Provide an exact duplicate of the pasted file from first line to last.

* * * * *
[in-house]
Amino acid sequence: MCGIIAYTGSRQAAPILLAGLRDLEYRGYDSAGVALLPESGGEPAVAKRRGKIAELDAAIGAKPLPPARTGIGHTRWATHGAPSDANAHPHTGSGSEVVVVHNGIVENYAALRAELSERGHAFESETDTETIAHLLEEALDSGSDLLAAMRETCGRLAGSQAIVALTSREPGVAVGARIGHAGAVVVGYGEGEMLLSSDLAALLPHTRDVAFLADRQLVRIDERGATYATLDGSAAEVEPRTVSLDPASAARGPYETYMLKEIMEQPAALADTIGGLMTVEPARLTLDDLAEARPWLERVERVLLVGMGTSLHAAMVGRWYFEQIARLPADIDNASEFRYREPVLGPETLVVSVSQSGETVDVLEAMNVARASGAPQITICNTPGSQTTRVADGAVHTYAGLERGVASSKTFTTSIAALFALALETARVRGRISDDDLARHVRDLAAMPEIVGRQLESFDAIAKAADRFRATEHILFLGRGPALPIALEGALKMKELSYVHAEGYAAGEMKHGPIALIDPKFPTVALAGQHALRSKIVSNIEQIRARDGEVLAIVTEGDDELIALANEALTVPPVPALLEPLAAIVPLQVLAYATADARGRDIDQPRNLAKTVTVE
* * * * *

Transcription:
[in-house]
Amino acid sequence: MCGIIAYTGSRQAAPILLAGLRDLEYRGYDSAGVALLPESGGEPAVAKRRGKIAELDAAIGAKPLPPARTGIGHTRWATHGAPSDANAHPHTGSGSEVVVVHNGIVENYAALRAELSERGHAFESETDTETIAHLLEEALDSGSDLLAAMRETCGRLAGSQAIVALTSREPGVAVGARIGHAGAVVVGYGEGEMLLSSDLAALLPHTRDVAFLADRQLVRIDERGATYATLDGSAAEVEPRTVSLDPASAARGPYETYMLKEIMEQPAALADTIGGLMTVEPARLTLDDLAEARPWLERVERVLLVGMGTSLHAAMVGRWYFEQIARLPADIDNASEFRYREPVLGPETLVVSVSQSGETVDVLEAMNVARASGAPQITICNTPGSQTTRVADGAVHTYAGLERGVASSKTFTTSIAALFALALETARVRGRISDDDLARHVRDLAAMPEIVGRQLESFDAIAKAADRFRATEHILFLGRGPALPIALEGALKMKELSYVHAEGYAAGEMKHGPIALIDPKFPTVALAGQHALRSKIVSNIEQIRARDGEVLAIVTEGDDELIALANEALTVPPVPALLEPLAAIVPLQVLAYATADARGRDIDQPRNLAKTVTVE